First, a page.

• End of poverty is every form is also Sustainable Development Goal (SDG-1) in which India is performing quite well.
  • As per World Bank, India is overestimating its poverty which is according to world development report in 2014 which is 11-14% approximately.
  • As per world poverty clock, poverty in 2018 in India was around 8% which was expected to come down to 5% in 2020 and further to 3% in 2023. (If adversities like COVID didn’t happen in India).


  • India is now a low middle income country and accordingly should measure poverty with the group specific poverty line of $ 3.2 per person per day. According to estimates of various economists, the head count ratio takes $ 3.2 as poverty line is around 38-46% whereas according to $1.9, it is only about 8-10%.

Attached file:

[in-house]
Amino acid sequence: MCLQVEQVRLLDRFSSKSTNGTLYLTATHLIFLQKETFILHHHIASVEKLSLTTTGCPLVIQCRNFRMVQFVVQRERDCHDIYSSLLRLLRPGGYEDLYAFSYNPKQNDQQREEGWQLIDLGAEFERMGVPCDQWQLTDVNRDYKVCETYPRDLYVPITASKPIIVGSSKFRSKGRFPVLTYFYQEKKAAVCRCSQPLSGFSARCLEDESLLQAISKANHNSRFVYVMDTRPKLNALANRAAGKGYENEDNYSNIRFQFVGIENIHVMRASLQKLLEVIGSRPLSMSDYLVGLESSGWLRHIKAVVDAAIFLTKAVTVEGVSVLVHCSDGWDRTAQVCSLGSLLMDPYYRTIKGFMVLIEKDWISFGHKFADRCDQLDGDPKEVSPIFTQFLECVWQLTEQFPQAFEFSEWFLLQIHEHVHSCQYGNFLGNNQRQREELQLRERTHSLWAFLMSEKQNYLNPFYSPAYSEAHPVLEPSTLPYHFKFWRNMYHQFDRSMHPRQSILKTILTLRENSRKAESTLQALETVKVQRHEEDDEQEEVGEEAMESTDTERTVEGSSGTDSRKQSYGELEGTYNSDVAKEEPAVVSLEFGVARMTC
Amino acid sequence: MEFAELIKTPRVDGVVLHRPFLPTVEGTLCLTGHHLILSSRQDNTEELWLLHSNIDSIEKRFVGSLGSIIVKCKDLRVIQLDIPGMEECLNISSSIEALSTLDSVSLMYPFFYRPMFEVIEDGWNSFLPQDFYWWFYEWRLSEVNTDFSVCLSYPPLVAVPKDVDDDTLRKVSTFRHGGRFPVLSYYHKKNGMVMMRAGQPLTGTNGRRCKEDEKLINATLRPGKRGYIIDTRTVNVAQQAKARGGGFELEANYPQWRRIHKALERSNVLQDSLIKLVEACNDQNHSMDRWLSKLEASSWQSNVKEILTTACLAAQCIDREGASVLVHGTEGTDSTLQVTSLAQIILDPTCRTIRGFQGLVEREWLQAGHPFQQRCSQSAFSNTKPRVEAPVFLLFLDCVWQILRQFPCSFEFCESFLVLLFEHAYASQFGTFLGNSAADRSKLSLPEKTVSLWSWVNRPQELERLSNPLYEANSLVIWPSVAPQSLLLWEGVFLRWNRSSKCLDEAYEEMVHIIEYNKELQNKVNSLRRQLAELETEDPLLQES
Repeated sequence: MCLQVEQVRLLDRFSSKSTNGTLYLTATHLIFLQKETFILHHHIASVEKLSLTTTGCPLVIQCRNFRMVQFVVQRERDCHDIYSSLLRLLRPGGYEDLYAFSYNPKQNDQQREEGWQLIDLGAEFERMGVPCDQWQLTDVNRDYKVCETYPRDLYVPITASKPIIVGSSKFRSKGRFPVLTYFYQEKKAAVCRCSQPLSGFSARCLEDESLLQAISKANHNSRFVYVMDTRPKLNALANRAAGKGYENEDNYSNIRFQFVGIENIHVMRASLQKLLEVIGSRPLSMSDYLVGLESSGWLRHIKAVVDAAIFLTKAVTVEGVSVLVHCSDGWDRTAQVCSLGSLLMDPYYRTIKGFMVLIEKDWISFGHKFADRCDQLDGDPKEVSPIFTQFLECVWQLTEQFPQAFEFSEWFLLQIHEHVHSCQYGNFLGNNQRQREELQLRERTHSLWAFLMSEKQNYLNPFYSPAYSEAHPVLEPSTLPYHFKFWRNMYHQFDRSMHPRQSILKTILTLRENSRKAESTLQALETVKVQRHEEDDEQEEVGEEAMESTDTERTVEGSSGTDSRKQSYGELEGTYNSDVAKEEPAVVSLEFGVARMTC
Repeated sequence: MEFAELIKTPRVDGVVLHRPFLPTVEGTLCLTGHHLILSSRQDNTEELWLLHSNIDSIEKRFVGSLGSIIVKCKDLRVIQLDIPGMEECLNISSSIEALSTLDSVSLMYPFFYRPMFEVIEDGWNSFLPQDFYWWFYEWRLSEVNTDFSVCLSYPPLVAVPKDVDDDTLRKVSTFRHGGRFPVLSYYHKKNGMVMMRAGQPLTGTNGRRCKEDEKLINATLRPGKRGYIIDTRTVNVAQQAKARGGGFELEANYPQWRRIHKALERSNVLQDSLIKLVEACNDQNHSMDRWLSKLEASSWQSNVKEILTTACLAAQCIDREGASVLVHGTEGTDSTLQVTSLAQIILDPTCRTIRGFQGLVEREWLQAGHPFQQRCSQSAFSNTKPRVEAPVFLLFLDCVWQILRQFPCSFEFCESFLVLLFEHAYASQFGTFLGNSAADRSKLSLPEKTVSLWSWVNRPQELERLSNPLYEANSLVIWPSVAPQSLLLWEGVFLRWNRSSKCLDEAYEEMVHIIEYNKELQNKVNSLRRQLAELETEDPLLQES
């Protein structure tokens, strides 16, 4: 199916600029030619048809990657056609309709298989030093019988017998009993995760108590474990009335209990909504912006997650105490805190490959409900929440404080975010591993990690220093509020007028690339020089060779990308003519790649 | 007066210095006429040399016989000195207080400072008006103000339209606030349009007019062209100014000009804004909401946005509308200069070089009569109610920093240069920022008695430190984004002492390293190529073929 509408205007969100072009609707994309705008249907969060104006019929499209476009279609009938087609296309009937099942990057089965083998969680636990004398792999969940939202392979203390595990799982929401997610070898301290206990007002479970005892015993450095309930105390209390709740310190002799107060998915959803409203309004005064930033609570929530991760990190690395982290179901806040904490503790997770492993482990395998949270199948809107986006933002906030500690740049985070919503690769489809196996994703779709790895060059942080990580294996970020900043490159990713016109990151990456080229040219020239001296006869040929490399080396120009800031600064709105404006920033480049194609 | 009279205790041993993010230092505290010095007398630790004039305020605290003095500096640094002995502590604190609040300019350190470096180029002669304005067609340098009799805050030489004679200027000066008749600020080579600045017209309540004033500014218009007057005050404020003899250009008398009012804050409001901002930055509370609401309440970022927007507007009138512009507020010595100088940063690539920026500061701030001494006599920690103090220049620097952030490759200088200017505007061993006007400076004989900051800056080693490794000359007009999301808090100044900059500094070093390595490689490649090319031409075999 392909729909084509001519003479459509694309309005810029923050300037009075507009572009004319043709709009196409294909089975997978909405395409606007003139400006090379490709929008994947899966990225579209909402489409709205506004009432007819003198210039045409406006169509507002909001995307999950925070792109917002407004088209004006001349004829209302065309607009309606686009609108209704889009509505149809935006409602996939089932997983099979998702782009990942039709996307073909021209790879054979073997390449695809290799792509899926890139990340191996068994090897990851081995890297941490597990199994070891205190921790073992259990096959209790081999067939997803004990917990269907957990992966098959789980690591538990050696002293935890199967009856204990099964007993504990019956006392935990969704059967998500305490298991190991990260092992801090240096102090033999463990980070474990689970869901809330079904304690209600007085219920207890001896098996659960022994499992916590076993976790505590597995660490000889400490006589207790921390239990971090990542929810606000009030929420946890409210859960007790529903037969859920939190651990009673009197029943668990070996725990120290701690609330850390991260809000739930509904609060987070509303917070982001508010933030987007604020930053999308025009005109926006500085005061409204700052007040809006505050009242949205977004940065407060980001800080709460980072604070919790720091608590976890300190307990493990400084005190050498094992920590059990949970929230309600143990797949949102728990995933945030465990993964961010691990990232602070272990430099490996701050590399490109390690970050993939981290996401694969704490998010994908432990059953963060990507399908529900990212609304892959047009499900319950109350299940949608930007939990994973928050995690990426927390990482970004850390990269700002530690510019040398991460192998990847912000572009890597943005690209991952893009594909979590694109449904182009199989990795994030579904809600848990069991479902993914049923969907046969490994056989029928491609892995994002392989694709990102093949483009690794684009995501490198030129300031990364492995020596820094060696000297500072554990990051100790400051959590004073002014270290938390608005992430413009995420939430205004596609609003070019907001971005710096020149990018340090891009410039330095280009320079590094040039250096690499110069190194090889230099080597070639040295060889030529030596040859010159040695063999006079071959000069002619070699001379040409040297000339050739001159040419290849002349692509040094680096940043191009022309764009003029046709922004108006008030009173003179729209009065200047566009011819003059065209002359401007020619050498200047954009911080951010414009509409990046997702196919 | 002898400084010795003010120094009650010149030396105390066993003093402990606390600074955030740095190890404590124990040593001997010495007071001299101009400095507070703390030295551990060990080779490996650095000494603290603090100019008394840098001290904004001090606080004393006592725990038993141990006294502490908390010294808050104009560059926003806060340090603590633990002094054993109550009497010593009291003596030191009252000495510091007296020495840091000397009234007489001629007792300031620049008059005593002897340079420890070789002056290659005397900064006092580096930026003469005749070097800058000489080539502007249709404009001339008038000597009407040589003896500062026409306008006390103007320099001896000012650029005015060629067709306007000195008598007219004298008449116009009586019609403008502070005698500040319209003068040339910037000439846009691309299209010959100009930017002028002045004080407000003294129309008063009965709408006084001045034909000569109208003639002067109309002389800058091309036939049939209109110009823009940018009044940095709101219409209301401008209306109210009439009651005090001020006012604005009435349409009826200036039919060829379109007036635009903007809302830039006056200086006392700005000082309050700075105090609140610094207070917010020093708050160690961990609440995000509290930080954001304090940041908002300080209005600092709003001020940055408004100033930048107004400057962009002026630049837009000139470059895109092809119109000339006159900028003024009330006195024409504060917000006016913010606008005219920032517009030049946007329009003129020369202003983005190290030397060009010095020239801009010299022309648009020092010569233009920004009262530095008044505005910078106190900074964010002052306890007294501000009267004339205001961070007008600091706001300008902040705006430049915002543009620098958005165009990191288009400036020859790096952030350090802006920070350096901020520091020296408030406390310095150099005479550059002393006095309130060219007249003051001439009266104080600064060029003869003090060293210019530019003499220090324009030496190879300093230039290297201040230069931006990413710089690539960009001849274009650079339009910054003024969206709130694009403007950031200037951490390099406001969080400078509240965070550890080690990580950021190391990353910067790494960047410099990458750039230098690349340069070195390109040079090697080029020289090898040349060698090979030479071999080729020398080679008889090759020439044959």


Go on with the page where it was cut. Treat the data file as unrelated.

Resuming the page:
• This shows that even though a large number of people have been uplifted, most of them are barely above the poverty line i.e., they are still vulnerable to falling back into poverty. Any loss of income due to economic slowdown or loss of job/livelihood or any emergency out of pocket expenditure will result in falling back to poverty.
  • As such while the progress has been commendable, what is needed is to ensure vulnerabilities are addressed so that the risk of falling back is reduced.


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One Comment

  1. JAMSHED F. MEHTA says:

    1. We have executive orders like demonetization, hasty implementation of GST. , total lockdown for COVID, piecemeal reforms. public sector bad debts, expensive populist subsidies.
    2. COVID, Ukraine war, crude/gas prices and runaway inflation.
    3. Very low stimuli and absence of employment-oriented sectors like food processing, healthcare, education garments, agricultural productivity.
    4.Too much effort on hobby of democracy..

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July 2024